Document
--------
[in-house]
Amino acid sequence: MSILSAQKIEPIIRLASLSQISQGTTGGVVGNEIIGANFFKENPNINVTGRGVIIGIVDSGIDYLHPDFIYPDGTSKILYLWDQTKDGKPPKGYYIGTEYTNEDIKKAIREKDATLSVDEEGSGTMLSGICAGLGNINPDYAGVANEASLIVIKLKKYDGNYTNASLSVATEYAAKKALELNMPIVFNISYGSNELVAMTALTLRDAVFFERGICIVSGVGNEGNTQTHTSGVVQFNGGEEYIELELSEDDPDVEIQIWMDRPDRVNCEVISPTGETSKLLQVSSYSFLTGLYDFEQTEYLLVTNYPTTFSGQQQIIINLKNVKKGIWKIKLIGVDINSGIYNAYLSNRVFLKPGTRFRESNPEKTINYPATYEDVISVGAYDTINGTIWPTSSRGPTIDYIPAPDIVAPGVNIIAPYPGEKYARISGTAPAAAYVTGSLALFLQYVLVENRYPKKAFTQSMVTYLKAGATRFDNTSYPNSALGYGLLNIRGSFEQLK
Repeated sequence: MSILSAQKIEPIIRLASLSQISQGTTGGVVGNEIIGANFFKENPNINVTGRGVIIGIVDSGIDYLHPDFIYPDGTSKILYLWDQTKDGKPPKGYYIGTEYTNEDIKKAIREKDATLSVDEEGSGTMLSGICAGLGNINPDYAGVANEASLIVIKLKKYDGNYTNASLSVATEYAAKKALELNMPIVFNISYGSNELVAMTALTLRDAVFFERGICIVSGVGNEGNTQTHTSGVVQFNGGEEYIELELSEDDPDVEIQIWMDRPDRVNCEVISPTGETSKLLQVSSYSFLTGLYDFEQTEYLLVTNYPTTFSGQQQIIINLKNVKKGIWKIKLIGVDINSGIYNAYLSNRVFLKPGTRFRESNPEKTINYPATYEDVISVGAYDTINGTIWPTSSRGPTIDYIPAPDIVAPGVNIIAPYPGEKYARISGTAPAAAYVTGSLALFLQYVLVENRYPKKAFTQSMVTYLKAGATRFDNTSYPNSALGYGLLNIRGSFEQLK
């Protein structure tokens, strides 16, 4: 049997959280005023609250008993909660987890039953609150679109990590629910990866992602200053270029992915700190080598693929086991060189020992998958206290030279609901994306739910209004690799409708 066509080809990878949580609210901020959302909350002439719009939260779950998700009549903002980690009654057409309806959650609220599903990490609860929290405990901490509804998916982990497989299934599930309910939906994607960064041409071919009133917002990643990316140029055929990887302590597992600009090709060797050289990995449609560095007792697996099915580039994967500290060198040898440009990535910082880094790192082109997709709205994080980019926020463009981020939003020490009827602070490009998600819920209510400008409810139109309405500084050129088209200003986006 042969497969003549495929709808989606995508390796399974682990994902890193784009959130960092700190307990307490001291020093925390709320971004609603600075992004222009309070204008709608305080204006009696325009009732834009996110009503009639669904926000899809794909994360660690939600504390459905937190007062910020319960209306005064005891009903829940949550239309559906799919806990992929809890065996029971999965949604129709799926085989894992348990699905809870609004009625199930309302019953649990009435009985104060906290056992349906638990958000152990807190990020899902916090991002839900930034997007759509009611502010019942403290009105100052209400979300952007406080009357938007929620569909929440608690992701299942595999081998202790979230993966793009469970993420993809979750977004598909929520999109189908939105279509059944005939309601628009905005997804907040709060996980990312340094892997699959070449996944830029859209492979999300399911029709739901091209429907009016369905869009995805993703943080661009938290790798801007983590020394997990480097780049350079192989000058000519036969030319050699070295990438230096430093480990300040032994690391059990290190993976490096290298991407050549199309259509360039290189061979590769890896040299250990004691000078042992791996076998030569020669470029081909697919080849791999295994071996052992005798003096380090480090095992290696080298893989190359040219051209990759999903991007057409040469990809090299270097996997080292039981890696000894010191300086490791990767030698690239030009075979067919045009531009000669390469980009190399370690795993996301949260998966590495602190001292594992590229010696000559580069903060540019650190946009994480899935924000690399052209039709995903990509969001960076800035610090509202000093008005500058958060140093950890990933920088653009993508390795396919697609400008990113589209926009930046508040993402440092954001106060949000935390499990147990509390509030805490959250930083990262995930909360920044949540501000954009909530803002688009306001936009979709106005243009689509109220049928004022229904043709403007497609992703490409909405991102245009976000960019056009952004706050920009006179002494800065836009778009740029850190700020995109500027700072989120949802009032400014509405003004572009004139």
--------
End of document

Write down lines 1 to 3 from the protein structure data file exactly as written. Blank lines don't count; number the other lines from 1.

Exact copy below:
[in-house]
Amino acid sequence: MSILSAQKIEPIIRLASLSQISQGTTGGVVGNEIIGANFFKENPNINVTGRGVIIGIVDSGIDYLHPDFIYPDGTSKILYLWDQTKDGKPPKGYYIGTEYTNEDIKKAIREKDATLSVDEEGSGTMLSGICAGLGNINPDYAGVANEASLIVIKLKKYDGNYTNASLSVATEYAAKKALELNMPIVFNISYGSNELVAMTALTLRDAVFFERGICIVSGVGNEGNTQTHTSGVVQFNGGEEYIELELSEDDPDVEIQIWMDRPDRVNCEVISPTGETSKLLQVSSYSFLTGLYDFEQTEYLLVTNYPTTFSGQQQIIINLKNVKKGIWKIKLIGVDINSGIYNAYLSNRVFLKPGTRFRESNPEKTINYPATYEDVISVGAYDTINGTIWPTSSRGPTIDYIPAPDIVAPGVNIIAPYPGEKYARISGTAPAAAYVTGSLALFLQYVLVENRYPKKAFTQSMVTYLKAGATRFDNTSYPNSALGYGLLNIRGSFEQLK
Repeated sequence: MSILSAQKIEPIIRLASLSQISQGTTGGVVGNEIIGANFFKENPNINVTGRGVIIGIVDSGIDYLHPDFIYPDGTSKILYLWDQTKDGKPPKGYYIGTEYTNEDIKKAIREKDATLSVDEEGSGTMLSGICAGLGNINPDYAGVANEASLIVIKLKKYDGNYTNASLSVATEYAAKKALELNMPIVFNISYGSNELVAMTALTLRDAVFFERGICIVSGVGNEGNTQTHTSGVVQFNGGEEYIELELSEDDPDVEIQIWMDRPDRVNCEVISPTGETSKLLQVSSYSFLTGLYDFEQTEYLLVTNYPTTFSGQQQIIINLKNVKKGIWKIKLIGVDINSGIYNAYLSNRVFLKPGTRFRESNPEKTINYPATYEDVISVGAYDTINGTIWPTSSRGPTIDYIPAPDIVAPGVNIIAPYPGEKYARISGTAPAAAYVTGSLALFLQYVLVENRYPKKAFTQSMVTYLKAGATRFDNTSYPNSALGYGLLNIRGSFEQLK